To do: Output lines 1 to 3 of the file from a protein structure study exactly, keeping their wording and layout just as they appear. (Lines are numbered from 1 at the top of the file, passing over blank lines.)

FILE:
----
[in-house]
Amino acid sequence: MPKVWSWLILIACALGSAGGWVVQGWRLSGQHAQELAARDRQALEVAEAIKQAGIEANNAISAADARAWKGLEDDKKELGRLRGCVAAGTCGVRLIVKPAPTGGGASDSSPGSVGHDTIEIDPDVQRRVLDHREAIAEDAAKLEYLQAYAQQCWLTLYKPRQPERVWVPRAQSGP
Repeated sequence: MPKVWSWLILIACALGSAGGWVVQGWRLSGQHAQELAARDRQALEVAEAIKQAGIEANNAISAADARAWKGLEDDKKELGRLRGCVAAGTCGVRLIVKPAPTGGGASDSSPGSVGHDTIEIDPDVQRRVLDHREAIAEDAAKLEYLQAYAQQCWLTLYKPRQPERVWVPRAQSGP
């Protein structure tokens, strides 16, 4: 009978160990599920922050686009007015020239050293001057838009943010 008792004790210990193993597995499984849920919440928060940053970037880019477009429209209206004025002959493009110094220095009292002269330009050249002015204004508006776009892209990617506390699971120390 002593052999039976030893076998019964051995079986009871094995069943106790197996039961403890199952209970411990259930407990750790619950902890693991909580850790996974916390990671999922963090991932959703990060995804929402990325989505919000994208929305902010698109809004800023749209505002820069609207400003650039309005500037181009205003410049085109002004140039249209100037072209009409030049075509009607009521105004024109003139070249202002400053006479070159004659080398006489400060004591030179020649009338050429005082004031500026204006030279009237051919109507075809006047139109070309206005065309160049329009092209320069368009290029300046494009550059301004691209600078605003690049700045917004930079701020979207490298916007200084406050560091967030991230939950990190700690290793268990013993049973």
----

[in-house]
Amino acid sequence: MPKVWSWLILIACALGSAGGWVVQGWRLSGQHAQELAARDRQALEVAEAIKQAGIEANNAISAADARAWKGLEDDKKELGRLRGCVAAGTCGVRLIVKPAPTGGGASDSSPGSVGHDTIEIDPDVQRRVLDHREAIAEDAAKLEYLQAYAQQCWLTLYKPRQPERVWVPRAQSGP
Repeated sequence: MPKVWSWLILIACALGSAGGWVVQGWRLSGQHAQELAARDRQALEVAEAIKQAGIEANNAISAADARAWKGLEDDKKELGRLRGCVAAGTCGVRLIVKPAPTGGGASDSSPGSVGHDTIEIDPDVQRRVLDHREAIAEDAAKLEYLQAYAQQCWLTLYKPRQPERVWVPRAQSGP